WASHINGTON - May 7 - The state of Texas is scheduled to execute Kelsey Patterson, who suffers from paranoid schizophrenia, for the 1992 murders of Louis Oates and Dorothy Harris in Anderson County. Patterson experiences hallucinations, delusions, confused thinking and altered senses, emotions, and behaviors. He believes that he has received a "permanent stay from execution based on innocence," despite his May 18th execution date.
Patterson consistently has refused to cooperate with his attorneys and with mental health professionals. In 2000, a federal judge found that "all of the professionals who have tried to examine him agree that he is mentally ill. The most common diagnosis is paranoid schizophrenia.''
Patterson was initially diagnosed with paranoid schizophrenia in 1981 and had been committed to state hospitals several times before the 1992 murders; on two separate occasions in the 1980's he had been arrested for gun-related incidents and declared unfit for trial due to insanity. Fifth Circuit Judge Fortunato Benavides places responsibility for this tragedy on the state's mental health system, which kept placing Patterson back in the community despite his violent tendencies. Indeed, the 1992 murders occurred days after Mr. Patterson's brother attempted to commit him to a state mental hospital.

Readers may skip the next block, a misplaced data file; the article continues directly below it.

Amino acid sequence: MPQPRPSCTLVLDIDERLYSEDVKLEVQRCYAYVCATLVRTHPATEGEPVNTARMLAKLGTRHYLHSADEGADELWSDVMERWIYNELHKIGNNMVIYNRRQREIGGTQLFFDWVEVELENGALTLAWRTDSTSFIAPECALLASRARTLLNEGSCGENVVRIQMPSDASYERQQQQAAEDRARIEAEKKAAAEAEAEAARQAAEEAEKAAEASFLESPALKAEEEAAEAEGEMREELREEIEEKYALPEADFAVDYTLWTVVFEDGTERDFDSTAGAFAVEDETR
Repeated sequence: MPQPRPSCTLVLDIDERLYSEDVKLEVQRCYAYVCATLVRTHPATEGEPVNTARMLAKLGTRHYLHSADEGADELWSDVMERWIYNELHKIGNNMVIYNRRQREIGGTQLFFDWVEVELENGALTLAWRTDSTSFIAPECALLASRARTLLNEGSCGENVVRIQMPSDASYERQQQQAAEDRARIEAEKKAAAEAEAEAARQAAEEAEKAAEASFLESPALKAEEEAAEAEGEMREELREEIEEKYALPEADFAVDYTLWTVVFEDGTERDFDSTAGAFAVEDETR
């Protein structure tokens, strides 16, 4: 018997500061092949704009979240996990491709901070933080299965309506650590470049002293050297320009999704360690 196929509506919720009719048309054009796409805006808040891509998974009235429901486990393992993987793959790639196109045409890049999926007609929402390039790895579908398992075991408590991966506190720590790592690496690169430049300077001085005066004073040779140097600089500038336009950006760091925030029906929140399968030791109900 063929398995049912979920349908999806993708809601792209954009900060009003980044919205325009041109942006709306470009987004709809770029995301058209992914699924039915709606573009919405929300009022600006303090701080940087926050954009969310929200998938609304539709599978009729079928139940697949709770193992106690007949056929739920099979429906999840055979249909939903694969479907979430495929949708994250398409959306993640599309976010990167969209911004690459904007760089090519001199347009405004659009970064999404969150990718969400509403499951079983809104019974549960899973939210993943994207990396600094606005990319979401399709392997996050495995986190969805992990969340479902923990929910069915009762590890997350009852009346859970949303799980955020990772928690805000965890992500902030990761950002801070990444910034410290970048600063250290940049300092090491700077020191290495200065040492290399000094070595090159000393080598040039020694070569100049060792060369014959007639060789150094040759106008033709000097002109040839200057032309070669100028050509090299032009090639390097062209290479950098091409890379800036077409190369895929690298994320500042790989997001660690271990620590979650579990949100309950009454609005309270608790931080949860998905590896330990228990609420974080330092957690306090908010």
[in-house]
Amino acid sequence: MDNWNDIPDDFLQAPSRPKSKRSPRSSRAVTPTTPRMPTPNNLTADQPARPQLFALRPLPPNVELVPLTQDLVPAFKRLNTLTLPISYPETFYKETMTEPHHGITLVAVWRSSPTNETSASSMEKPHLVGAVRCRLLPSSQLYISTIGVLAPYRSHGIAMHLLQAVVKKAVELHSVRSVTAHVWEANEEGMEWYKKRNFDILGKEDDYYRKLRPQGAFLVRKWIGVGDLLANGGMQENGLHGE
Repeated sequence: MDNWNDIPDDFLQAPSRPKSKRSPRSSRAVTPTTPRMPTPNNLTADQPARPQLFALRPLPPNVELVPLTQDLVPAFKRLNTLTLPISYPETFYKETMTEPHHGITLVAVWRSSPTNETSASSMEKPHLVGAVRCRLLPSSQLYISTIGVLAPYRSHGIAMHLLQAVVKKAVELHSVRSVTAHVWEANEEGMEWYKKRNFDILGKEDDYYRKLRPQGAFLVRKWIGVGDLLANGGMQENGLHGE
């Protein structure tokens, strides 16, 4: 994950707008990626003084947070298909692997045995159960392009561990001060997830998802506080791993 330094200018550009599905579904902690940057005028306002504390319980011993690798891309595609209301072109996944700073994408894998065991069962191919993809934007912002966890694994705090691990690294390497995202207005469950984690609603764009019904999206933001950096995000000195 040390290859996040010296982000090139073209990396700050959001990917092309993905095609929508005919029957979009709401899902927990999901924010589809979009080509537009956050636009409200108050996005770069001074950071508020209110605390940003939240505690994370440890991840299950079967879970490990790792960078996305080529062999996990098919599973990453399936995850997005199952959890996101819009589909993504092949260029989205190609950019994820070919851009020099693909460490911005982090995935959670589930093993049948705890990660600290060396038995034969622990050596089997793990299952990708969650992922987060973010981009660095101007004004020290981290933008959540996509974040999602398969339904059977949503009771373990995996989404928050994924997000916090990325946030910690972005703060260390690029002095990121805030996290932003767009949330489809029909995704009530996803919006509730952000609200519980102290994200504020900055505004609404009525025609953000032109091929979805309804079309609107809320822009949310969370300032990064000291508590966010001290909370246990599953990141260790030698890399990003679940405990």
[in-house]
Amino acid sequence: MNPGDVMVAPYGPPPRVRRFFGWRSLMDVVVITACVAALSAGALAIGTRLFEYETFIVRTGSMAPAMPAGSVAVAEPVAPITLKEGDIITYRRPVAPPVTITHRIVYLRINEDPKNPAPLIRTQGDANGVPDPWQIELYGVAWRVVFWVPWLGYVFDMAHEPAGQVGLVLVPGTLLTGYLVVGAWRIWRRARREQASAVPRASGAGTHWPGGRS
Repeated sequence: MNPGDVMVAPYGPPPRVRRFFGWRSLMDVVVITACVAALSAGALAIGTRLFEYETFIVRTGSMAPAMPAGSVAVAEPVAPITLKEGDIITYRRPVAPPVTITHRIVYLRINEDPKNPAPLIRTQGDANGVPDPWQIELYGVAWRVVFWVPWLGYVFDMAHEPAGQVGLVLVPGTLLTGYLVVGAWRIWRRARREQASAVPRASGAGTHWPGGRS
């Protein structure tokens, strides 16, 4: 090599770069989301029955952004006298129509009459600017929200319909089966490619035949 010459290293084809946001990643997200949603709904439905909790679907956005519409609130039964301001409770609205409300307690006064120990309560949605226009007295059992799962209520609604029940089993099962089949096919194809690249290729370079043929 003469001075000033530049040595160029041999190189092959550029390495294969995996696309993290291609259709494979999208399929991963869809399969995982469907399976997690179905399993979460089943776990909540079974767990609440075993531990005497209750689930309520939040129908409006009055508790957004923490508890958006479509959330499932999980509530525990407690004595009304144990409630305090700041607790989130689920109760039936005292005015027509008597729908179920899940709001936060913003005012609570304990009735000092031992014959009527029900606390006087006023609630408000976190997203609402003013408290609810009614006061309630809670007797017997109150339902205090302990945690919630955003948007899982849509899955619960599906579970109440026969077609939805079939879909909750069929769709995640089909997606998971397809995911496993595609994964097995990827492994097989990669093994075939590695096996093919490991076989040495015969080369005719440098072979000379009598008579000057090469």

"The U.S. Supreme Court requires that in order to be competent for execution, a person must understand that he is about to be executed and why," said David Elliot, communications director for the National Coalition to Abolish the Death Penalty. "Kelsey Patterson quite obviously does not realize that he is about to be executed. However, because he refuses to cooperate with anyone, no expert has been able to evaluate him and determine that he is incompetent. Thus Mr. Patterson is a captive to his own illness. Allowing this execution to proceed would fall well beneath the standard set by the Supreme Court in Ford v. Wainwright."
Elliot added that the Patterson case should serve as a wake-up call when Texas legislators debate what level of funding should be appropriated to treat people with severe mental illness. "If we're serious about crime prevention, this case all too vividly shows the need for treating people with mental illness," he said.